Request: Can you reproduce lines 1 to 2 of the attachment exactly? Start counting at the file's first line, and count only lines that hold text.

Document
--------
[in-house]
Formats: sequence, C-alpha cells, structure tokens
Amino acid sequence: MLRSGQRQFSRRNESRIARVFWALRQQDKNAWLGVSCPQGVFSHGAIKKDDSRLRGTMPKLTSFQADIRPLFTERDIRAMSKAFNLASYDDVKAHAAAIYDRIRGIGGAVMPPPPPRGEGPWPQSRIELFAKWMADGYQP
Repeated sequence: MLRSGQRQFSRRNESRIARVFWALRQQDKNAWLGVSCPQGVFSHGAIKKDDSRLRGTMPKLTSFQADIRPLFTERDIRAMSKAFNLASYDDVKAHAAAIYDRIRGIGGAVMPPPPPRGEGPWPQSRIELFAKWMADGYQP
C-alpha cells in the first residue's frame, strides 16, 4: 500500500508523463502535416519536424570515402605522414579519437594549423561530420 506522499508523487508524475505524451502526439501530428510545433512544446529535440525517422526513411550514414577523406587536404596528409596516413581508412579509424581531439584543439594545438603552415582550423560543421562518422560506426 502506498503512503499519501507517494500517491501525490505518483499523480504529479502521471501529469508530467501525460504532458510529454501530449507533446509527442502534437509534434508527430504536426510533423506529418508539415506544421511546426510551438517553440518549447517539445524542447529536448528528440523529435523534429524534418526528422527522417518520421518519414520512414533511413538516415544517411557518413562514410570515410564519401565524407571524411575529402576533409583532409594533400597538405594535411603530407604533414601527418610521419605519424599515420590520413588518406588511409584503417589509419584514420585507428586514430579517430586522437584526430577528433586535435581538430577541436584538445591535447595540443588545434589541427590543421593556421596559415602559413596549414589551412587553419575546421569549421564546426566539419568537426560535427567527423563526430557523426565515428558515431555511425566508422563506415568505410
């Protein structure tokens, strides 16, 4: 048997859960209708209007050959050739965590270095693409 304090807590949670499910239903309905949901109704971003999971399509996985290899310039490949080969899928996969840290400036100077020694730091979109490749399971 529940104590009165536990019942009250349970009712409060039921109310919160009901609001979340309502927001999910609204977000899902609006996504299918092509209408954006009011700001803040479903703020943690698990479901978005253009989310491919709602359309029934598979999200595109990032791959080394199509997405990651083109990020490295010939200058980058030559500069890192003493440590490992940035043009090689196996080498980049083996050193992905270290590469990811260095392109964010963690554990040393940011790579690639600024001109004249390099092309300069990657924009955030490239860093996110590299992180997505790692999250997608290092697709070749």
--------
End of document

[in-house]
Formats: sequence, C-alpha cells, structure tokens